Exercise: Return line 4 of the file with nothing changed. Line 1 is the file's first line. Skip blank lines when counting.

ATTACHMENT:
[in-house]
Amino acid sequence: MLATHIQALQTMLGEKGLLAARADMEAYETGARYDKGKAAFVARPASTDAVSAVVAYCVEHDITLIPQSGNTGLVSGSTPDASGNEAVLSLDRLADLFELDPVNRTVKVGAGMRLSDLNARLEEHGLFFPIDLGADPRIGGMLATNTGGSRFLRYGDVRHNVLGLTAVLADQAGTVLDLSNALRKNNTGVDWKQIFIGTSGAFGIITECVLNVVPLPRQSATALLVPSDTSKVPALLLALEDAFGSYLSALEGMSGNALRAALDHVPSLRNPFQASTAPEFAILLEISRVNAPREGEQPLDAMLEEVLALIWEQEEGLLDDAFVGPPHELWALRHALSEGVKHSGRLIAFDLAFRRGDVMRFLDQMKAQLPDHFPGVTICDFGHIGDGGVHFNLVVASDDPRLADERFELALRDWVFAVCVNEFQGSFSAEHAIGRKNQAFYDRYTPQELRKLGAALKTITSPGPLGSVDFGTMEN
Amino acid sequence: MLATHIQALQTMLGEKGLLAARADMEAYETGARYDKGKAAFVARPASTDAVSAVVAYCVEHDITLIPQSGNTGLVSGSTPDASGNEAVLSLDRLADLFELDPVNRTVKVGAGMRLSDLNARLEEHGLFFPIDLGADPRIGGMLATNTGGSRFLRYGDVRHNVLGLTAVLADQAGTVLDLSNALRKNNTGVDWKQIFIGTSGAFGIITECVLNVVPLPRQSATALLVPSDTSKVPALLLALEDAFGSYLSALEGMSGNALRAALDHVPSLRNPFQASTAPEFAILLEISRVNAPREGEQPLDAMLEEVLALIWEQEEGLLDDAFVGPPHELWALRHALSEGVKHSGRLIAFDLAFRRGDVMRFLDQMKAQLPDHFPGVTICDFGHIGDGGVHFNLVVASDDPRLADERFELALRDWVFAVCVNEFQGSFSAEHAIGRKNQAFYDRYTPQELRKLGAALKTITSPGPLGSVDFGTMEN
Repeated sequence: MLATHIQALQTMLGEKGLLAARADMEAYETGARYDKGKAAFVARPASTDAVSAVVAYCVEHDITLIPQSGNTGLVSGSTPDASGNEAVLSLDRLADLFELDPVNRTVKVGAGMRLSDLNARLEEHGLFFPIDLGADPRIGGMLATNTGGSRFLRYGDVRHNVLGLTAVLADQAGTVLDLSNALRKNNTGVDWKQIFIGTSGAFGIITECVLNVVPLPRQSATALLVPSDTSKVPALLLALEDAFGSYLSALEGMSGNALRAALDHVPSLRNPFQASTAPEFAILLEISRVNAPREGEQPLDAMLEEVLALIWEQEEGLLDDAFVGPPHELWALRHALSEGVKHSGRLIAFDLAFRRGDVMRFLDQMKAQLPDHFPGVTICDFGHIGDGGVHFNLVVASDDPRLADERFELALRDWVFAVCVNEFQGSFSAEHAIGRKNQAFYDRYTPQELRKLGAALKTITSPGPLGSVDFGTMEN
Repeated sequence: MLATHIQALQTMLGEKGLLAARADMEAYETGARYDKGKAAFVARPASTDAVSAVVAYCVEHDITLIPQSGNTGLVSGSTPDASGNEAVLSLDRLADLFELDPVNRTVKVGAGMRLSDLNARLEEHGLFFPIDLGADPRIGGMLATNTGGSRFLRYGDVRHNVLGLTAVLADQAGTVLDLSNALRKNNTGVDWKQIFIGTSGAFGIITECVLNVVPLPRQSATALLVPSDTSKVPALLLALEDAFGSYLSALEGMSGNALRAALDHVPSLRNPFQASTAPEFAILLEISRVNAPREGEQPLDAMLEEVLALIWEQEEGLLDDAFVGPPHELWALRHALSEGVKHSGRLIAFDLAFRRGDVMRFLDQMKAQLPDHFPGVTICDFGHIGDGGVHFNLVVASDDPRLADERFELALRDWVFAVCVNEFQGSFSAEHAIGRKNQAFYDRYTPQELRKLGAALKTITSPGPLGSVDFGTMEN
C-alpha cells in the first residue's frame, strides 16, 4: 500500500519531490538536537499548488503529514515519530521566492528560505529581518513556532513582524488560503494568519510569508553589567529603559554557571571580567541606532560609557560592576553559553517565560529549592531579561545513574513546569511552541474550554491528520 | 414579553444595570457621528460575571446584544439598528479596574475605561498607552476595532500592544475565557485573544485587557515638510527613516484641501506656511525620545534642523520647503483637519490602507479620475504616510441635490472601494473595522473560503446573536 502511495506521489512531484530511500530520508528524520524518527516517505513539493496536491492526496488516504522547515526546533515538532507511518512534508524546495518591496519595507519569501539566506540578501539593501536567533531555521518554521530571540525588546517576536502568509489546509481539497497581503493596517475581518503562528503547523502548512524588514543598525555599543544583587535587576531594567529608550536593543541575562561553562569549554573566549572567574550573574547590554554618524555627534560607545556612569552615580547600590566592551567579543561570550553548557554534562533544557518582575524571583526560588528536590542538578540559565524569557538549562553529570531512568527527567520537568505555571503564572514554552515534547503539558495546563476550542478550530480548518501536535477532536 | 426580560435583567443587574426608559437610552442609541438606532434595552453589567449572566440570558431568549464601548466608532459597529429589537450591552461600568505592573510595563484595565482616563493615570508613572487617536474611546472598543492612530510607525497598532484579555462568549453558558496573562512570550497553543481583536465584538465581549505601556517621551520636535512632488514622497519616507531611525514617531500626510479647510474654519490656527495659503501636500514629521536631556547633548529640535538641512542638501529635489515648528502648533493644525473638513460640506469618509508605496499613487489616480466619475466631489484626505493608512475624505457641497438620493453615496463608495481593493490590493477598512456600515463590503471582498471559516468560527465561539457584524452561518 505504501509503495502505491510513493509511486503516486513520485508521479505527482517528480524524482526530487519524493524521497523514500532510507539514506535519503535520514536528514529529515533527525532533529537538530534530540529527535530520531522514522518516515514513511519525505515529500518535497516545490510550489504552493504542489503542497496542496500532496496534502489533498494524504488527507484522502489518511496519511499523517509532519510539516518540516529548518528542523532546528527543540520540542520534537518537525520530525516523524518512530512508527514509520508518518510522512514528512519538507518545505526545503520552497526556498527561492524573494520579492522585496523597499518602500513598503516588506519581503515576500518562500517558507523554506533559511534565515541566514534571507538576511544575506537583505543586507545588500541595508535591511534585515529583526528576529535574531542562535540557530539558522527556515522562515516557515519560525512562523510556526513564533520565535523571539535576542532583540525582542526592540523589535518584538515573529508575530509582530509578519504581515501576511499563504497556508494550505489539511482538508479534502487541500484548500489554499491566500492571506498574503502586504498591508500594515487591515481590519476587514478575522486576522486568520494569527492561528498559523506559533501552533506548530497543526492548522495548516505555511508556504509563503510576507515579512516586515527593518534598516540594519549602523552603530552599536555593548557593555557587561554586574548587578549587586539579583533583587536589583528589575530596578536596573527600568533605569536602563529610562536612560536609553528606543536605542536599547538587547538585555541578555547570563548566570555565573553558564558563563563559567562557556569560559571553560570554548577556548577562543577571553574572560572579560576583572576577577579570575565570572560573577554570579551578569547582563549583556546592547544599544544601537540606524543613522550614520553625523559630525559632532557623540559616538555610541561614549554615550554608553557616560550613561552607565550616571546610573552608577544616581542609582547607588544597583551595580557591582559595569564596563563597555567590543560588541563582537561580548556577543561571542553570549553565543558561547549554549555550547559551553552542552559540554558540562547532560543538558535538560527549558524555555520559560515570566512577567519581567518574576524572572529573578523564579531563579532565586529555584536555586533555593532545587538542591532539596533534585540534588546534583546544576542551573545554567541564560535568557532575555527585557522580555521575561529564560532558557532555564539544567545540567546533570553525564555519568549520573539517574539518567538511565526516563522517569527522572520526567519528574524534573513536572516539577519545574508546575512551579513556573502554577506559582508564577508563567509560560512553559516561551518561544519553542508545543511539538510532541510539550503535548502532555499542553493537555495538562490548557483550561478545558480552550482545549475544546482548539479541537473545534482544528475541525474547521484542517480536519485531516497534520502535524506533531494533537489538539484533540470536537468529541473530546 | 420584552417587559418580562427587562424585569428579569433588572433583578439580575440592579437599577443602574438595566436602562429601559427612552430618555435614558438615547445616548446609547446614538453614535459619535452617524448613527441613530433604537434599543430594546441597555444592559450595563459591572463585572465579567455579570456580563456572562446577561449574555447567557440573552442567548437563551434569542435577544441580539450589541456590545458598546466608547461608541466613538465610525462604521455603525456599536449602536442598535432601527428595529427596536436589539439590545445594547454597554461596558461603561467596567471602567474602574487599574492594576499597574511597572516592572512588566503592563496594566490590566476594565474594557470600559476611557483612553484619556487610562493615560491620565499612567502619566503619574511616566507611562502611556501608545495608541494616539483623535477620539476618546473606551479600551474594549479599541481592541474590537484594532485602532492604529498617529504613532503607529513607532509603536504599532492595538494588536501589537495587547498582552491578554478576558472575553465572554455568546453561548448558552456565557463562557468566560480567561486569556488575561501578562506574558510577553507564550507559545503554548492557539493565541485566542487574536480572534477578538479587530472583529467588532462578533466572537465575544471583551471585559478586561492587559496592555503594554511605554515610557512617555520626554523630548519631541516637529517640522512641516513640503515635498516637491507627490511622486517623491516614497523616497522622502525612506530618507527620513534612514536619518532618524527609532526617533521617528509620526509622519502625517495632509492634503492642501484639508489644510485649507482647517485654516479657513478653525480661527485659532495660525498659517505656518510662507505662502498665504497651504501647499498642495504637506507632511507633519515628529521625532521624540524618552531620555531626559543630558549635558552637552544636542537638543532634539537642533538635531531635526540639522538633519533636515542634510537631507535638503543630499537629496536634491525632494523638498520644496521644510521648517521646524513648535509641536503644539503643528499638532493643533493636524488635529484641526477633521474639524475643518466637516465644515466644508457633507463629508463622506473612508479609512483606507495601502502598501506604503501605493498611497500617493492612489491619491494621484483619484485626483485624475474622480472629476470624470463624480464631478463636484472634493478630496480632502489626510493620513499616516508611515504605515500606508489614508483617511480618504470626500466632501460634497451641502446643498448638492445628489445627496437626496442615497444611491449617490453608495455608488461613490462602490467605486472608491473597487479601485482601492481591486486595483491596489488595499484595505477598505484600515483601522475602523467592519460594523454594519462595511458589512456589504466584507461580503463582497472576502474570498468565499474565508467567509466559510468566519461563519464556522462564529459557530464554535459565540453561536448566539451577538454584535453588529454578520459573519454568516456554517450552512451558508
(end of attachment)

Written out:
Repeated sequence: MLATHIQALQTMLGEKGLLAARADMEAYETGARYDKGKAAFVARPASTDAVSAVVAYCVEHDITLIPQSGNTGLVSGSTPDASGNEAVLSLDRLADLFELDPVNRTVKVGAGMRLSDLNARLEEHGLFFPIDLGADPRIGGMLATNTGGSRFLRYGDVRHNVLGLTAVLADQAGTVLDLSNALRKNNTGVDWKQIFIGTSGAFGIITECVLNVVPLPRQSATALLVPSDTSKVPALLLALEDAFGSYLSALEGMSGNALRAALDHVPSLRNPFQASTAPEFAILLEISRVNAPREGEQPLDAMLEEVLALIWEQEEGLLDDAFVGPPHELWALRHALSEGVKHSGRLIAFDLAFRRGDVMRFLDQMKAQLPDHFPGVTICDFGHIGDGGVHFNLVVASDDPRLADERFELALRDWVFAVCVNEFQGSFSAEHAIGRKNQAFYDRYTPQELRKLGAALKTITSPGPLGSVDFGTMEN